Our new video system gives artists the power to utilize four synchronized video projectors working together to create large video compositions.On this “canvas” the artist can combine multiple video files, live video feeds, static images, and sound layers in an almost unlimited number of ways.
The diagram represents the Icebox’s unique video with four ceiling-mounted projectors represented by the red, yellow, green and blue wall projections. The long east wall to the right receives the overlapping projections from projectors “two” through “four”.
projection size information
North wall: (pixels) 1026 x 768 (feet) 26x20ft
East wall: (pixels) 2622 x 768 (feet) 72x20ft
Total combined video projection canvas (pixel) 3648 x 768
Projector “one” on the north wall is able to adjust from the corner to the center of the wall, becoming a large isolated single projection screen.
The diagram below shows an example of the various ways video might be displayed using the system. Projector One is showing a live camera feed from outside the building. Projector Two is showing the film “A Voyage To The Moon” by Melies and has some additional static cloud shapes (saved as .png files) that are floating on another layer above the video. Note how the cloud shapes enter the space of Projector’s One and Three. Projector’s Three and Four are working together to play the movie Tron in one seamless display.
The actual program used for this system is Dataton Watchout and it works, like Photoshop on the principle of layers. Movies, still images or live feeds can be layered on top of one another to create the desired effect.
Dataton WATCHOUT Technical Specifications for Artists:
Dataton WATCHOUT is a compositing tool for displaying and laying out media created using other software. Even though the ICEBOX system uses 4 Projectors (Displays), think of the interface as a single blank canvas. You will have the ability to place multiple pieces of content on the canvas, layering them together, and adjust the timing of how long you want to see it with ease.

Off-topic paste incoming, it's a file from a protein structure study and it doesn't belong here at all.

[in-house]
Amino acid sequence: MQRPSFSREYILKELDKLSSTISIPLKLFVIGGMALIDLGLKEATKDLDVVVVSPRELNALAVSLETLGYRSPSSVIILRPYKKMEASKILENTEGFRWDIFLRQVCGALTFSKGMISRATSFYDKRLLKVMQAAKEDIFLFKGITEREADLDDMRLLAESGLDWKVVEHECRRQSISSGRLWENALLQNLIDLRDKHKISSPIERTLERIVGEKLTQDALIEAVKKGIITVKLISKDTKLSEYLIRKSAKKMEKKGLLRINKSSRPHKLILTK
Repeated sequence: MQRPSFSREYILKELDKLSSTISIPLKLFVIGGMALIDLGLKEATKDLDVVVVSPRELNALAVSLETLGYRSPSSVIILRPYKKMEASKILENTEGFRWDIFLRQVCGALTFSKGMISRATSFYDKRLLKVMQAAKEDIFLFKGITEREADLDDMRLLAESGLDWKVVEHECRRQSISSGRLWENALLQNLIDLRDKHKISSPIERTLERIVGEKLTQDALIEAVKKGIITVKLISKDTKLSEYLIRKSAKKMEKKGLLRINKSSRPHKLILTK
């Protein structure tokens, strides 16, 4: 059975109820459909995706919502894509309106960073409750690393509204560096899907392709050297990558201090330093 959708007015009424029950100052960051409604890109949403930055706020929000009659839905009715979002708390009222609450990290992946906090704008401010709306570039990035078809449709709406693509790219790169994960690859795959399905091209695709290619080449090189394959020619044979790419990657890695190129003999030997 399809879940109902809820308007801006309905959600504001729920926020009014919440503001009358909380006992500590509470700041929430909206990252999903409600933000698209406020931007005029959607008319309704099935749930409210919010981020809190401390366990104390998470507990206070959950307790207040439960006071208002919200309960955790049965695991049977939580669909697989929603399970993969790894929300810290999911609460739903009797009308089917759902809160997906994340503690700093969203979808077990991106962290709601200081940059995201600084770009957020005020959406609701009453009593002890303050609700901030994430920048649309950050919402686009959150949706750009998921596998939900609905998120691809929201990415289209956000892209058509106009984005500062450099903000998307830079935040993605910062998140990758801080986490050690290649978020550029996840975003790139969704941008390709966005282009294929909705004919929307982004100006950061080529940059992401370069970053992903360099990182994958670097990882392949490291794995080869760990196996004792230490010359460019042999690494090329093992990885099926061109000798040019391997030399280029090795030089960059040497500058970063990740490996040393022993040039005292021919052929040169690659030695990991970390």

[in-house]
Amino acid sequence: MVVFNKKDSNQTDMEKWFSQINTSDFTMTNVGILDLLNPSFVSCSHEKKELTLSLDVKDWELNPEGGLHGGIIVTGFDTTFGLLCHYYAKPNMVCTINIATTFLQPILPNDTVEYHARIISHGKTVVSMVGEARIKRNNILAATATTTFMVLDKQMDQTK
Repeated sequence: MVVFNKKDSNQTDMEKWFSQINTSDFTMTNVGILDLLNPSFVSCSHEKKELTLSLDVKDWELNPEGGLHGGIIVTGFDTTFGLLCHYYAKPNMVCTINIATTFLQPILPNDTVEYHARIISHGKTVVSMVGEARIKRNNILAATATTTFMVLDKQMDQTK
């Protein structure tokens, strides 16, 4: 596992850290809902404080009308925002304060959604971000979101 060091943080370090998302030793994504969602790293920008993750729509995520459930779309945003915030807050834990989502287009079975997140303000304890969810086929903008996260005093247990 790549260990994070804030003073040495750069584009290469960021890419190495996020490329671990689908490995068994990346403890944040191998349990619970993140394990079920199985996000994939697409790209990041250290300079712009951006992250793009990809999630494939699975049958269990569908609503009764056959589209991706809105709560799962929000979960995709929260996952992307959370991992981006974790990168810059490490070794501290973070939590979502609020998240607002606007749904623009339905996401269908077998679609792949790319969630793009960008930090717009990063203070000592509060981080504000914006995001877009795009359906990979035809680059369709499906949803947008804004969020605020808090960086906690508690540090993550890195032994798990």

WATCHOUT will accept most popular image formats, including BMP, GIF, JPEG, Photoshop, PICT, PNG for transparency, Targa and TIFF. IMPORTANT: In order to use Photoshop images with the system, files must be saved with “Maximize PSD File Compatibility” enabled. This Photoshop option is found under Preferences, File Handling, File Compatibility.
WATCHOUT will play back movies and videos saved in a Windows Media (DirectShow) or QuickTime-compatible format, including MOV, WMV, AVI, and Mpeg-4. The recommended video compression to use is MPEG-2.
A live video feed from an external camera or computer can be incorporated into the composition using the HDMI input.
WATCHOUT can generally play any sound file that can be played using Windows Media Player. However, the recommended sound file format is WAV. There’s usually no reason to use a compressed sound file format, such as MP3, and the additional decompression step adds unnecessary load. The size of uncompressed sound files is usually not an issue with the kind of computers used to play back WATCHOUT composition.
Some video and movie files contain an audio track in addition to the video. In this case, the sound will play from the same display computer(s) as the video does. If you don’t want this, cut the sound track out of the movie and place it in a file of its own, thereby ending up with two media files: one containing the video and one the audio. This allows you to place them separately in WATCHOUT, making the sound play from any computer. You can use QuickTime Pro or any QuickTime compatible video editing software to split the audio and video tracks of a QuickTime movie into two separate movies. In QuickTime Player, open the composite movie and choose “Show Movie Properties” on the Window menu. Select the sound track and click “Extract”. This extracts the sound track into its own movie, which you can then save as an AIFF or WAV file using the Export command on the File menu.
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